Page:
A Smooth Transition to Childcareby Your Baby Club
No matter what age your child is, when they start childcare it can be a huge milestone for them (and for you). We've got some helpful tips for helping your child settle in as easily as possible.
First of all, choose a childcare provider that works for you as a family and that you feel your child will be comfortable in. It's not about what your friends and family do, or picking the most expensive option with loads of added extras that you won't actually use. Our choosing a childcare provider guide will take you through the process.
There are some aspects to settling your child into their new childcare setting which will be specific to their age. If your child is older, it is still worthwhile reading from the beginning though. Many aspects of helping your child prepare for their journey away from you will be relevant at any age.
Babies up to nine months
Although it may seem that your baby won't really understand what's happening, babies aged between 6-9 months will be aware of changes in their routine. It's at around seven to nine months that separation anxiety sets in too, which can present an extra challenge. The key at this age is to take it slowly and give your child, and yourself, plenty of time to get acclimatized to the new arrangements.
It is very likely that your childcare provider will offer some settling in sessions. This may be a short one with you there followed by another without you. Rest assured that the staff are very familiar with these types of sessions and will probably offer a 1:1 time. Your child may surprise you with how quickly they feel comfortable!
If it's possible, try to give plenty of time for the first few drop-offs, so that you're not rushing off anywhere. Leaving your child can be very emotional for you so perhaps delay your return to work! It can be really helpful to send your child in with a familiar object from home to help with the transition. Try to avoid sending in anything particularly special though, in case it gets lost.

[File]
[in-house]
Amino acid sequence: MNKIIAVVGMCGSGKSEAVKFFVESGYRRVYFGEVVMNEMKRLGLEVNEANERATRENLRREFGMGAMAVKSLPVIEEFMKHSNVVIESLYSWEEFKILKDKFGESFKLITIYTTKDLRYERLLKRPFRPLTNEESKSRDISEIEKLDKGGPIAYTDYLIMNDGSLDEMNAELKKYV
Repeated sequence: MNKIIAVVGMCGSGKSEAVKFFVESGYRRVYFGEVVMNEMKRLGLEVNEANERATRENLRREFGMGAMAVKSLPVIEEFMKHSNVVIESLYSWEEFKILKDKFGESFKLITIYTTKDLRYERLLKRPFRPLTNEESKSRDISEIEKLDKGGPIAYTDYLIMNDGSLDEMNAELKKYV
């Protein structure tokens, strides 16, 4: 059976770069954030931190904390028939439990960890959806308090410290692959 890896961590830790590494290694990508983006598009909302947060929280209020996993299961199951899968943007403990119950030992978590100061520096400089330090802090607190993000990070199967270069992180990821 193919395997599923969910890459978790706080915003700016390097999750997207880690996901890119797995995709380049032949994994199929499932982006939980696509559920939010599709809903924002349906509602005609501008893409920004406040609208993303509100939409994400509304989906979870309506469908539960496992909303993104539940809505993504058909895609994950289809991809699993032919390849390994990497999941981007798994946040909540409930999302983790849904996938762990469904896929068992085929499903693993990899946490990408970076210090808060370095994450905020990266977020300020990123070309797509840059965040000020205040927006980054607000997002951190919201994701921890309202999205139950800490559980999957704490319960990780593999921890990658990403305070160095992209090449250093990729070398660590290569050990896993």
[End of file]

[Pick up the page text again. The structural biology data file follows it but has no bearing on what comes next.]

Make sure that you understand what you need to send your child in with. This could include at least one spare change of clothes, a coat and wellies. You may also need nappy rash cream and shoes for outdoors, even if they are not walking yet.
Toddlers aged from nine months to two years
This is a really exciting time for your child with plenty of development milestones, as well as walking and talking picking up speed. Thanks to this development your child is much more conscious of the world around them, and also how they fit into it. This can make starting childcare more challenging, as they might not fully comprehend that you are leaving and coming back later. This is a concept that you can practice easily at home though. Even something as simple as moving out of sight behind a day or into another room and then appearing can be helpful. Talk to your child whilst you are doing this so that they understand that ‘mummy is going’ and ‘mummy is back’. At this stage, your child won’t understand the concept of time so they won’t realise how long you have been away from them.
If it’s possible to do so, try and meet up with some parents and children that will be attending the same childcare setting. That way you can encourage your child to be social and they will also have a familiar face when they start.
Make sure that your child is wearing comfortable clothes and shoes that are not too difficult to change if there are any accidents. Some children can get upset if they spill or make a mess on a favourite outfit, so don’t send them in wearing that. For girls especially, you’ll need a large supply of hair bands and hair clips for long hair, as they never stay put all day. If your child wants to take a special item or toy in with them, encourage them to put it away in their bag for safekeeping when you drop them off.
Children from two years